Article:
Summer Lane Trilogy


About the Author

Summer Lane 2Summer Lane is the #1 Bestselling author of The Collapse Series and the compelling tie-in novella books of The Zero Trilogy, as well as the upcoming Bravo Saga (releasing March 2016). She is also the author of Collapse: The Illustrated Guide, a #1 Bestselling graphic companion to her phenomenal original series.

She is the owner of WB Publishing and Writing Belle, an online magazine. Summer is also an accomplished journalist and creative writing teacher.

Summer lives in the Central Valley of California, where she spends her days writing, teaching, and writing some more. When she is not writing, she enjoys leisurely visits with friends at coffee shops, movie dates, reading and spending the day at the beach or mountains.

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The Great Escape

Vivian LawryVivian Lawry has roots in Appalachia, and ties to Ohio, Kentucky, Maryland, and up-state New York. Now she lives and writes near Richmond, Virginia. She writes broadly, everything from memoir to magical realism. She is co-author of two Chesapeake Bay Mysteries: Dark Harbor and Tiger Heart. Her most recent book is Different Drummer—a collection of off-beat fiction. The title says it all. Winner of the Sandra Brown Award for Short Fiction, her work appears in more than four dozen literary magazines and anthologies. She blogs about writing and life at vivianlawry.com. Like Vivian Lawry on Facebook.

When I was a young child, the only books in our house were several Bibles and a two-volume pictorial history of World War II. My father, who had an eighth grade education, subscribed to Field and Stream. My mother (tenth grade education) subscribed to Modern Romance and True Confessions. Besides the Dick-and-Jane readers, the first books I remember clearly are The Littlest Mermaid (not the Disney version) and my fourth grade geography book. The former showed me beauty, magic, and sorrow. The latter showed me wonders of the world beyond my small Ohio town. I can still see the pictures of African tribes—pigmies; women with elongated necks, their heads resting on a column of rings; men with artistic scarring.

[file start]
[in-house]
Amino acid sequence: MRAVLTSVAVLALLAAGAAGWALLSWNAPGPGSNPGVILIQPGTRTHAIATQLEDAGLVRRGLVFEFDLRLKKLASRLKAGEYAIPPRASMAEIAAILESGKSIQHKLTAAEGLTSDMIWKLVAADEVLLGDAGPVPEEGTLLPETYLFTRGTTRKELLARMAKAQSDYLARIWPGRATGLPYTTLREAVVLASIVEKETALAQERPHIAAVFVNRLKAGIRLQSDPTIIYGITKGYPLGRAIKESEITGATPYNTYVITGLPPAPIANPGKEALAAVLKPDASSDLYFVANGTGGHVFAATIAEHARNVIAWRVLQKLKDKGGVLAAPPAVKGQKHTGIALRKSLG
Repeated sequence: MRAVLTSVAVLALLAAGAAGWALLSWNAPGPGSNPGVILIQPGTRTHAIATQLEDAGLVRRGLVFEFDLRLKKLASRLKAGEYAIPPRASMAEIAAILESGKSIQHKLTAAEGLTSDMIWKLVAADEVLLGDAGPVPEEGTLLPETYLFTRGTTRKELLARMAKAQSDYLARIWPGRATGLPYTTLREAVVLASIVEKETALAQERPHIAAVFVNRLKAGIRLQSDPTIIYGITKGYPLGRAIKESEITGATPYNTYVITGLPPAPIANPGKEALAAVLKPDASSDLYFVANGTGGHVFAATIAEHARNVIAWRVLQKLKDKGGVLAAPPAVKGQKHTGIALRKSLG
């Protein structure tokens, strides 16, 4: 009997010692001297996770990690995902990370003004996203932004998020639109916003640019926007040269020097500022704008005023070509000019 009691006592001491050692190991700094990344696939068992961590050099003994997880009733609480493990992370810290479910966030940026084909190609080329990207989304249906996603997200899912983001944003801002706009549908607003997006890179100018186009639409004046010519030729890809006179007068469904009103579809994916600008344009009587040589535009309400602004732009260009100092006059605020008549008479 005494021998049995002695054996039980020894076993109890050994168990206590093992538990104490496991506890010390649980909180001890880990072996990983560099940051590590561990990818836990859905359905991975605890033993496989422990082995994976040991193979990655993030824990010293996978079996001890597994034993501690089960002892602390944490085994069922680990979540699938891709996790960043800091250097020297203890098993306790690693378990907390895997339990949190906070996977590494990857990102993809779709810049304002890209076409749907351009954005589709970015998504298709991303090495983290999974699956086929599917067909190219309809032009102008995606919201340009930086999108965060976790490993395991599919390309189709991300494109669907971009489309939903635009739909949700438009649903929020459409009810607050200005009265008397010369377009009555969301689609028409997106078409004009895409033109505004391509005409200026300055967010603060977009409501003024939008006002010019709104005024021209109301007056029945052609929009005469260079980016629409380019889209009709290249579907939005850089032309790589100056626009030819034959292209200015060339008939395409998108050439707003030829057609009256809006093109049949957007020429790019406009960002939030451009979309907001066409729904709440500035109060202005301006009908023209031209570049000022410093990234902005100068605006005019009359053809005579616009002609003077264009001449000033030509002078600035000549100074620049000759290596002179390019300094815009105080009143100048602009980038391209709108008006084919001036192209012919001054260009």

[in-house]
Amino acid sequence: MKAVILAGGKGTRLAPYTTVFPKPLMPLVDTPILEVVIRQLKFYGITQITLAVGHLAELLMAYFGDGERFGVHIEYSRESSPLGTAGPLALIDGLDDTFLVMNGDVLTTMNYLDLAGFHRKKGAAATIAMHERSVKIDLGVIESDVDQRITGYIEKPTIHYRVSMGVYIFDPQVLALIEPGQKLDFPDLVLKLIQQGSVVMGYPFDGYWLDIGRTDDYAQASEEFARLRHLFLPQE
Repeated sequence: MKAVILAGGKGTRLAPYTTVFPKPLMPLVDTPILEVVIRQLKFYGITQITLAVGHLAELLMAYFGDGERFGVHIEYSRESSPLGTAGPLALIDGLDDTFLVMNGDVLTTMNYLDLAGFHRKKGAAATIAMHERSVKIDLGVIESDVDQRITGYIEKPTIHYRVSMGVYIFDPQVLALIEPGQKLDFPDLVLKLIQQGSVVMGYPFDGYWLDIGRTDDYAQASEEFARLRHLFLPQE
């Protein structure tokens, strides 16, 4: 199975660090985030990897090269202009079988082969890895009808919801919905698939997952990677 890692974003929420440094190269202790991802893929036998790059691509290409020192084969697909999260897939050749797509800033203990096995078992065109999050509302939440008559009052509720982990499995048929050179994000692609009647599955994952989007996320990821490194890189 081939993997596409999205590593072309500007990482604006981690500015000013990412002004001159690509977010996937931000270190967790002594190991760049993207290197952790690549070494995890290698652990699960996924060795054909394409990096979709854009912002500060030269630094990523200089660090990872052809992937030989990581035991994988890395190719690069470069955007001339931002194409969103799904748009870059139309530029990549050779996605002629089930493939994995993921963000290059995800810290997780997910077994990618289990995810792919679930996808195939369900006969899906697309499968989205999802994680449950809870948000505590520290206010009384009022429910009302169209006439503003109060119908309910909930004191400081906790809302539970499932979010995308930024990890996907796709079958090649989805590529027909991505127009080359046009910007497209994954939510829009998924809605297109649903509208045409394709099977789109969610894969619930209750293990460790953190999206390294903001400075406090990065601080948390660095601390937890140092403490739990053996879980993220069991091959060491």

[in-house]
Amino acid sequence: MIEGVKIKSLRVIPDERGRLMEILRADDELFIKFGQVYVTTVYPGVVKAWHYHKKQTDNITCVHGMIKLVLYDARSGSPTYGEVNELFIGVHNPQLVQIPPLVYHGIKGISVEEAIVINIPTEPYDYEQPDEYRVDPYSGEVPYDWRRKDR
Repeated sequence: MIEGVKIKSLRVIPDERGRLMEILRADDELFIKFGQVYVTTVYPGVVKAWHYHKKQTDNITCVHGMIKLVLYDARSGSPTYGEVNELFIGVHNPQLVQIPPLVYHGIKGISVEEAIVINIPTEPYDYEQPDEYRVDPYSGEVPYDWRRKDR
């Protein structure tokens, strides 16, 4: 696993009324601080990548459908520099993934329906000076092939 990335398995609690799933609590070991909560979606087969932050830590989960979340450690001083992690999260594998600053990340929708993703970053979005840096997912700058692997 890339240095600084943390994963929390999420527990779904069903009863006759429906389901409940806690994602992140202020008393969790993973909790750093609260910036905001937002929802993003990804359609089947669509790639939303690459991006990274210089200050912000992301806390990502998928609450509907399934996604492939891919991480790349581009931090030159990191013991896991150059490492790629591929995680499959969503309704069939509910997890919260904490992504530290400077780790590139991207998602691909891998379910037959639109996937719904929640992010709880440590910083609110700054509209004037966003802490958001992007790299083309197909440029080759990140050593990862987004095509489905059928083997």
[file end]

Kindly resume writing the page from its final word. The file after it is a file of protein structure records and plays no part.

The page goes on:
Neither my school nor my town was big enough to boast a library. Instead, we had a bookmobile that came every two weeks. I had special dispensation from my teachers to take out more than two books at a time. I walked home with all the books I could carry between my cupped hands and chin. On the shelves of that bookmobile I discovered my first serialized love: the Cherry Ames nurse books, 27 of them written between 1943 and 1968 (by Helen Wells (18) and Julia Campbell Tatham (9)). Every book involved a medical mystery. My second serial love was the Ruth Fielding series, 30 volumes produced by the Stratemeyer Syndicate, between 1913 and1934. Ruth Fielding volumes and several books of fairy tales filled a small bookshelf at the foot of my Aunt Mary’s bed. Mary was (and is) five years older than I. When I stayed with my grandparents in the summer, I devoured Aunt Mary’s books. Ruth Fielding also solved mysteries. And the fairy tales? Only a step from The Littlest Mermaid.

Reading, reading, reading. When I was well into elementary school, my parents decided to acquire a set of Funk and Wagnalls Encyclopedias. A local grocery story offered one volume for a quarter with a grocery purchase of a specified amount I don’t remember, and they thought we three children should have the reference books on hand. Facts are fabulous.